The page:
2016 DS 3 BlueHDi 120 review
Facing intense competition from newer models, the popular DS3 gets a much-needed facelift. We drive it on UK roads for the first time...
The DS3 has proven a popular supermini since its launch in 2010. Citroën’s deluxe sub-brand, DS Automobiles, hasn’t always persuaded buyers that its supposedly chic twist was worthy of the premium charged, but few have needed convincing that the stylish three-door Mini rival made sense.
The car was initially facelifted in 2013, although this follow-up – intended to help see off much younger competition – is slightly further-reaching. A new chrome grille features on the nose, while behind it is an updated engine line-up. We tried the 1.6-litre BlueHDi diesel in high-spec Prestige trim.
What's the 2016 DS 3 BlueHDi 120 like to drive?
The likeable way the original DS3 drove had much to do with its popularity. Using the Mini as its benchmark, Citroën provided its supermini with the liveliness of quick steering and grippy, fail-safe handling. That chipper character remains, helped along by a small diesel engine endowed with the type of amenable mid-range tug that makes overtaking a stress-free act.
It has economy on its side, too. True MPG evaluation wasn’t available during our test, but the claimed 78.5mpg combined score is very competitive, and we experienced beyond 60mpg in the real world. The CO2 emissions, at 94g/km, are also admirably low for a car endowed with a sub 10-second 0-62mph time.
Nevertheless, in comparison with its rivals, the supermini does suffer in other areas. The ride, always a little on the firm side and unchanged in this facelift, has not mellowed with age. Where Mini has introduced greater comfort levels to the latest Cooper while retaining its incisive driving style, the DS3 bristles noisily when its standard 17in alloys meet any sizeable obstacle in the road.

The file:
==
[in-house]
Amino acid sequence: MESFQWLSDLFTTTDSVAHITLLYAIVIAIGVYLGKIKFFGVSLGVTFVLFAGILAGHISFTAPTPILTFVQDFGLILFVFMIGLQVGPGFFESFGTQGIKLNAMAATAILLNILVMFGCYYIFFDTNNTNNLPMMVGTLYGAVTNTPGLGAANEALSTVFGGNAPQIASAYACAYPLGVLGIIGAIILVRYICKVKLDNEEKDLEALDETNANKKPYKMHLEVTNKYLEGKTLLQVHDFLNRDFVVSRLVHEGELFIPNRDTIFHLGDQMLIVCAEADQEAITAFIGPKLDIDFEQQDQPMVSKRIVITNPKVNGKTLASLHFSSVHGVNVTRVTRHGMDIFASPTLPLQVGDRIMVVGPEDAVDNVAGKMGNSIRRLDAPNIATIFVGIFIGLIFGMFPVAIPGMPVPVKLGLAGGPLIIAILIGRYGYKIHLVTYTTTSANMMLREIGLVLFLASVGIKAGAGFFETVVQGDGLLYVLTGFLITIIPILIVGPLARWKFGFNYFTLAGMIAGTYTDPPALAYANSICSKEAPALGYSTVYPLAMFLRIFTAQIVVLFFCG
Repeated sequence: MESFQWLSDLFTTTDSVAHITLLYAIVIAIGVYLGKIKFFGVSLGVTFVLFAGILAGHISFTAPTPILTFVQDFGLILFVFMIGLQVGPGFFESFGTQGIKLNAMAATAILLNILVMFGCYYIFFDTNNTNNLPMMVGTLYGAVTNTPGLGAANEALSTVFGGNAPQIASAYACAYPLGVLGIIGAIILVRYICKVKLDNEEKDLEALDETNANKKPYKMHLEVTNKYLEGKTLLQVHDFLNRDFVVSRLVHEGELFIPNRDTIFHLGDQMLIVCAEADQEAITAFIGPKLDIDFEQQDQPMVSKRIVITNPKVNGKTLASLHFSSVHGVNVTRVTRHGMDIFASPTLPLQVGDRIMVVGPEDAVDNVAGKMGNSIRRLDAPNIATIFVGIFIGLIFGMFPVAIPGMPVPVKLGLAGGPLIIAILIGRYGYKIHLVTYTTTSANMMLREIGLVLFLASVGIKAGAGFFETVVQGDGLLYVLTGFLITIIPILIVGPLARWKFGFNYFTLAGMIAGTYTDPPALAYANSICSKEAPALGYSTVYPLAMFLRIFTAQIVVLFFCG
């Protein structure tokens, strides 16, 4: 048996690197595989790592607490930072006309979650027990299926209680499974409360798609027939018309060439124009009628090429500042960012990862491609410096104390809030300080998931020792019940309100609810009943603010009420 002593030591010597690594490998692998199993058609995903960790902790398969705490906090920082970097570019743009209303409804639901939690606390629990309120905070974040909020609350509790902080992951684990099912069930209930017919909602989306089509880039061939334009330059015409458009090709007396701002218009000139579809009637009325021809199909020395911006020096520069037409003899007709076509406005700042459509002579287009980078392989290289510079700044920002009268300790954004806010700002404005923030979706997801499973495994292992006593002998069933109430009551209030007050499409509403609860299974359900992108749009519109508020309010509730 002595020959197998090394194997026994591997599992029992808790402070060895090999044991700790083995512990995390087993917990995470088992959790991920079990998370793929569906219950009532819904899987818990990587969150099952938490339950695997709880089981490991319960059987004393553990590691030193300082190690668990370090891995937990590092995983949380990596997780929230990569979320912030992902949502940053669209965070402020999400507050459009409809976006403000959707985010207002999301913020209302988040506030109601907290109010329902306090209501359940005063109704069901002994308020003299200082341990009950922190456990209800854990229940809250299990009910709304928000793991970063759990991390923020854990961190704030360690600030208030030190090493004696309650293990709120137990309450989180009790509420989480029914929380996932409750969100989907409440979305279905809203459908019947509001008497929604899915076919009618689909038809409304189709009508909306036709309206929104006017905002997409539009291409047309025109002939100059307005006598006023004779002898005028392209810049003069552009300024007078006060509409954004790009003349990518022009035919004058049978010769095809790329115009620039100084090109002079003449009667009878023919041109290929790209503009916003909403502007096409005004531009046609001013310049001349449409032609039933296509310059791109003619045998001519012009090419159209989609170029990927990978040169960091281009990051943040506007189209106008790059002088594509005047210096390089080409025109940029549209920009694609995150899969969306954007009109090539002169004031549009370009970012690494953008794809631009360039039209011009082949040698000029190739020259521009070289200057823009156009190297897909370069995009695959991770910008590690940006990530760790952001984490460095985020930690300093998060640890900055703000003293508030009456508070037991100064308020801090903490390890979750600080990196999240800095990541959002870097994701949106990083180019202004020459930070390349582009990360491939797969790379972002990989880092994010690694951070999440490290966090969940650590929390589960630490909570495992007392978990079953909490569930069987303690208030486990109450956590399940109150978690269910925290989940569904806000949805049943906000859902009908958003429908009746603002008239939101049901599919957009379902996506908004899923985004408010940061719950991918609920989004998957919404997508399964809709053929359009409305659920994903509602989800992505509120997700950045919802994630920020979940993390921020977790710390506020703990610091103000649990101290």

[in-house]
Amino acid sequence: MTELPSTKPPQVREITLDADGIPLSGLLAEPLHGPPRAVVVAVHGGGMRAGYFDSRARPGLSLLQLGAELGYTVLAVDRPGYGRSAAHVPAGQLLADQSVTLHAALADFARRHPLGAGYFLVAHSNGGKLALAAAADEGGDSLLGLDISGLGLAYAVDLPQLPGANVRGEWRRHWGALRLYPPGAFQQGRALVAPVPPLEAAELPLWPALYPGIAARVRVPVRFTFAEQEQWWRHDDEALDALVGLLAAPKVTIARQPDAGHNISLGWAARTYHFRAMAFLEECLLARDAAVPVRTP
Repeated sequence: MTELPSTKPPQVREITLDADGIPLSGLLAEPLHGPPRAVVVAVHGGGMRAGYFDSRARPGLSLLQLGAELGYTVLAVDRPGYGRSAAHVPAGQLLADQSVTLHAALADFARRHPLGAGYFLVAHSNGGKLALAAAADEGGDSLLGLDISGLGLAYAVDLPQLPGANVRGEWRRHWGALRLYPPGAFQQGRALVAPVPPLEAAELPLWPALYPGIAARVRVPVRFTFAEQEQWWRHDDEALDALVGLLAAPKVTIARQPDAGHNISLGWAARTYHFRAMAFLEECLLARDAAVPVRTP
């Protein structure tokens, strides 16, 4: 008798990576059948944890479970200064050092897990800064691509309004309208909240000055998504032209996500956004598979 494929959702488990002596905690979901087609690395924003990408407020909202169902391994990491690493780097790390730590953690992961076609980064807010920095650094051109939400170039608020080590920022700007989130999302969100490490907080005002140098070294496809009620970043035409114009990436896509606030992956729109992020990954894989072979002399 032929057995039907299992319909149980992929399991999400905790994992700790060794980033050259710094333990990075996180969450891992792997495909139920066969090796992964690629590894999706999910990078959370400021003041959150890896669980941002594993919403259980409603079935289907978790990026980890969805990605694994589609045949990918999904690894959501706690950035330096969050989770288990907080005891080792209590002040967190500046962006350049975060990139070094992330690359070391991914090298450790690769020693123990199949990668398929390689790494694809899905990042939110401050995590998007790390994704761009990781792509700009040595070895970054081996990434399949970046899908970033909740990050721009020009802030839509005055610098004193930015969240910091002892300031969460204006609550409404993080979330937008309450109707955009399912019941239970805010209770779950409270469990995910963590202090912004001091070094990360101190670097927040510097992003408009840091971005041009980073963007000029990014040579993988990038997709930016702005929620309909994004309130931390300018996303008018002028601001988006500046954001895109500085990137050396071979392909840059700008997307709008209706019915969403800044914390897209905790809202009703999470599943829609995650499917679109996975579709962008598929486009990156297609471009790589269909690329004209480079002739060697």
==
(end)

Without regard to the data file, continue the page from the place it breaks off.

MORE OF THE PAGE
What's the 2016 DS 3 BlueHDi 120 like inside?
Very much like it was before, which is to say credibly good-looking but not as instantly compelling as a Mini Cooper or Audi A1. Much of that is to do with the tactile quality of its rivals’ interiors, which do a better job of nurturing a premium feel across the board. The DS3 remains easy on the eye and very natty in the occasional detail, yet investing in some higher-grade secondary plastic and a faster infotainment processor would have been money well spent.
An additional grumble left unfixed is the model’s general lack of storage space. Given its exclusively three-door format, the rear seats are practical enough, but the shortage of cupholders and cubbyholes aggravates over time. In contrast, the boot is adequate if you don’t mind the low floor – and at least here the manufacturer finds enough additional room to include a space-saver spare wheel.
Should I buy one?
If DS Automobiles’ chosen image – a hybrid of premium feel and Parisian style – is to your taste, then its supermini is worth considering, because nothing the manufacturer has built in the meantime has so successfully lived up to the ideal. The DS 3 was always daintily trim in appearance and politely impatient to get going, and it remains it now and that isn’t as common in the segment as you might think.
The diesel engine, too, is an advantage. The new Mini sports a smaller motor even more fiendishly clever than the PSA unit, but its all-round competence helps make the DS 3 seem both potent and cheap to run.
It’s a shame, then, that while the car has retained its upmarket price tag – our upper-middle trim variant started at £19,495 – this facelift hasn’t ensured that it still definitely deserves the description. Better finished and better thought out alternatives remain.
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